Discovering the Familiar

I’ve done it.

After almost three months, I’ve found a church that I can become a part of.  And in November I’ll be taking their new member’s class–so there’s no going back now!

It’s been a strange thing looking for a church to join, having come from being a part of one church my whole life: a church that my Dad planted and a congregational body that, except for a handful, are newer to the church than I am! But I’ve found myself on the search, looking for a new body that I can join and serve.

Everyone approaches finding a church differently.  Some don’t care about denominational lines as long as its “evangelical.” Others place more emphasis on style of musical worship, style of preaching, congregational size, opportunities for service, or a myriad of other characteristics of a church. As I approached this new search, there were several essential elements that I was looking for:

The church is PCA (Presbyterian Church of America). While it would have been totally fine and appropriate for me to join a non-PCA church, since I’m seeking to become ordained in the PCA, and since I’ll be soon coming under care of a PCA presbytery, it was important, if not essential, that I become a part of a local PCA church.

The church preaches the Gospel and has a high view of Scripture. Thankfully the first criteria almost ensures this criteria (but not always!). Aside from the preacher teaching from the text and teaching it faithfully, I’m not a huge stickler for style of preaching or even preaching gifts. Sometimes pastors are better at aspects of the ministry apart from preaching. And I can always listen to a good preacher online if I’m really craving preaching excellence. I just want to make sure my preacher actually preaches The Word.

The singing exalts Christ. I generally prefer hymn and traditional liturgy over many of the contemporary worship songs and free-style worship services, but I wasn’t going to make singing the main priority. If I find a church that seeks to exalt Christ in it’s worship-service, then style of music isn’t nearly as essential for me.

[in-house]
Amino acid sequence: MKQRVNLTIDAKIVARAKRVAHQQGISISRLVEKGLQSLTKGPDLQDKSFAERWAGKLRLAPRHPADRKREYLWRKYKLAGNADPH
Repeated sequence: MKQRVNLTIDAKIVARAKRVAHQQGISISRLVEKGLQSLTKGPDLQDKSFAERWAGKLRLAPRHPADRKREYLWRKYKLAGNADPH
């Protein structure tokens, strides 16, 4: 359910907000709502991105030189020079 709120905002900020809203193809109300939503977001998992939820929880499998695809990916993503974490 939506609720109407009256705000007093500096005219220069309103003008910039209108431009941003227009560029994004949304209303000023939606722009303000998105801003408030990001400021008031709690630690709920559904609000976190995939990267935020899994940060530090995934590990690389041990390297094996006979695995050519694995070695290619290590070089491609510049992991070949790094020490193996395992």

I can jump on board with the church’s mission. If I’m going to join a church, I’m going to serve in the church: bottom line. But I know that I can’t serve in a place whose mission I don’t support or understand. And it’s naive and arrogant to think that I can or should start serving in a church in hopes that I can change it. Instead, I wanted to join a church whose mission already fits in with my understanding of what the church’s function is.

The people love each other and seem willing to love me too. It’s surprising, but many churches don’t seem to fit this criteria–or if they do, it’s hard to get on the inside where that love is felt. I wanted to find a church that didn’t make me do all the work at feeling welcomed or loved. I didn’t want to be treated like a celebrity, but a “hi” or two would be nice.

The church has places where I can serve. Again, I want to serve in a church, not just take from it. So I wanted to find a church that seemed like a place that would welcome members wanting to serve.

church-loneliness-550x550